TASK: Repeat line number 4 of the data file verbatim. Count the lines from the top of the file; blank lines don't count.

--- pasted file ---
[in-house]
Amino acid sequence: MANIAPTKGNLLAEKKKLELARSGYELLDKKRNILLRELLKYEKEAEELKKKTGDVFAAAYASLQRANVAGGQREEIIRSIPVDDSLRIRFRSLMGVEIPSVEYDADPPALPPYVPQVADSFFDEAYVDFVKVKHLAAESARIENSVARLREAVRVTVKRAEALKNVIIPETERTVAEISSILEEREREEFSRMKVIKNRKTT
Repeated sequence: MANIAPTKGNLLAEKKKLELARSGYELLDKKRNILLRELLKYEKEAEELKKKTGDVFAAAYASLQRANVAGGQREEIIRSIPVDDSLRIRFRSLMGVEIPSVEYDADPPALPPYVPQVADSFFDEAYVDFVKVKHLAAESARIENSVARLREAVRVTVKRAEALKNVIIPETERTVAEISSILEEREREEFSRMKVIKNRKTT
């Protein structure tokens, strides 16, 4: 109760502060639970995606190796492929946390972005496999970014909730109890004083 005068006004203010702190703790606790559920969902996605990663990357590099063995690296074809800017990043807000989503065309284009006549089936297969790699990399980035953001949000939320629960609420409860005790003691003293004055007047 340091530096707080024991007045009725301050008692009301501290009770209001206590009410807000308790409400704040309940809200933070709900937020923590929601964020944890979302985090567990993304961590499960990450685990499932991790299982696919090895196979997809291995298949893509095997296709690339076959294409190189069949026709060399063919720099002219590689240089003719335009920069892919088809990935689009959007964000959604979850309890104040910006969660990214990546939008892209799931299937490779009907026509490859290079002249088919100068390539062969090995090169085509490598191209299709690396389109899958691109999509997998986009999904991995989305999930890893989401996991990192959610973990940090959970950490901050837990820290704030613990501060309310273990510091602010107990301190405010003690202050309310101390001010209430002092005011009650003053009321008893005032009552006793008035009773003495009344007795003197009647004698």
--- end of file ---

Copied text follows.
């Protein structure tokens, strides 16, 4: 109760502060639970995606190796492929946390972005496999970014909730109890004083 005068006004203010702190703790606790559920969902996605990663990357590099063995690296074809800017990043807000989503065309284009006549089936297969790699990399980035953001949000939320629960609420409860005790003691003293004055007047 340091530096707080024991007045009725301050008692009301501290009770209001206590009410807000308790409400704040309940809200933070709900937020923590929601964020944890979302985090567990993304961590499960990450685990499932991790299982696919090895196979997809291995298949893509095997296709690339076959294409190189069949026709060399063919720099002219590689240089003719335009920069892919088809990935689009959007964000959604979850309890104040910006969660990214990546939008892209799931299937490779009907026509490859290079002249088919100068390539062969090995090169085509490598191209299709690396389109899958691109999509997998986009999904991995989305999930890893989401996991990192959610973990940090959970950490901050837990820290704030613990501060309310273990510091602010107990301190405010003690202050309310101390001010209430002092005011009650003053009321008893005032009552006793008035009773003495009344007795003197009647004698």